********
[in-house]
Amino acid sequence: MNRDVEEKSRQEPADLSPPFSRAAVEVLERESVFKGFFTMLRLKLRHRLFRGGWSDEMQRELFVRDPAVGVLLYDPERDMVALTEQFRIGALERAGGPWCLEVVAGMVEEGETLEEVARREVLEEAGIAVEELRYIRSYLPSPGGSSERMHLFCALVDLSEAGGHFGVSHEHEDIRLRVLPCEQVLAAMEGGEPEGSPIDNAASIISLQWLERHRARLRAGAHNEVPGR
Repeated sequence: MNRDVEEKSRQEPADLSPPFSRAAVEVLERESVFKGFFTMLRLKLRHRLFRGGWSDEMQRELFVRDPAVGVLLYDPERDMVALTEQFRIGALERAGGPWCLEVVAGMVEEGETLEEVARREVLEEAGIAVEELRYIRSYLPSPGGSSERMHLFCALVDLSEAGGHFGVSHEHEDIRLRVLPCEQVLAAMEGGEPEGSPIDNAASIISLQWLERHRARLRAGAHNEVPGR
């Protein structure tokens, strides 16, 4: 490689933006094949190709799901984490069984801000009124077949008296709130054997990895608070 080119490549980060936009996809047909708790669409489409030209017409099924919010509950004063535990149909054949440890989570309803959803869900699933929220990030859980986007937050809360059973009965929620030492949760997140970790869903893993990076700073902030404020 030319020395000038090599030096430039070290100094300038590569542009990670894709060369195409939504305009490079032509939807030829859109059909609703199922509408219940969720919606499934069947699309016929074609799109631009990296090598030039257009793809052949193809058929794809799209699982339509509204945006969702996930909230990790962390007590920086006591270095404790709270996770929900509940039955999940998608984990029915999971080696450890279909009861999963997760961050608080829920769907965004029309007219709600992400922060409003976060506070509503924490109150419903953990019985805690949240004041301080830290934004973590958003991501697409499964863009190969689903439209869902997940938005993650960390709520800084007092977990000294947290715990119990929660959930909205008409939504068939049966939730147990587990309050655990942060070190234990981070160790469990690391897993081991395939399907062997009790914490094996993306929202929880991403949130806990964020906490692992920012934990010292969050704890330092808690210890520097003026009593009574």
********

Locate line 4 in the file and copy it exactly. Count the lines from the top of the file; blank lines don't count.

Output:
């Protein structure tokens, strides 16, 4: 490689933006094949190709799901984490069984801000009124077949008296709130054997990895608070 080119490549980060936009996809047909708790669409489409030209017409099924919010509950004063535990149909054949440890989570309803959803869900699933929220990030859980986007937050809360059973009965929620030492949760997140970790869903893993990076700073902030404020 030319020395000038090599030096430039070290100094300038590569542009990670894709060369195409939504305009490079032509939807030829859109059909609703199922509408219940969720919606499934069947699309016929074609799109631009990296090598030039257009793809052949193809058929794809799209699982339509509204945006969702996930909230990790962390007590920086006591270095404790709270996770929900509940039955999940998608984990029915999971080696450890279909009861999963997760961050608080829920769907965004029309007219709600992400922060409003976060506070509503924490109150419903953990019985805690949240004041301080830290934004973590958003991501697409499964863009190969689903439209869902997940938005993650960390709520800084007092977990000294947290715990119990929660959930909205008409939504068939049966939730147990587990309050655990942060070190234990981070160790469990690391897993081991395939399907062997009790914490094996993306929202929880991403949130806990964020906490692992920012934990010292969050704890330092808690210890520097003026009593009574």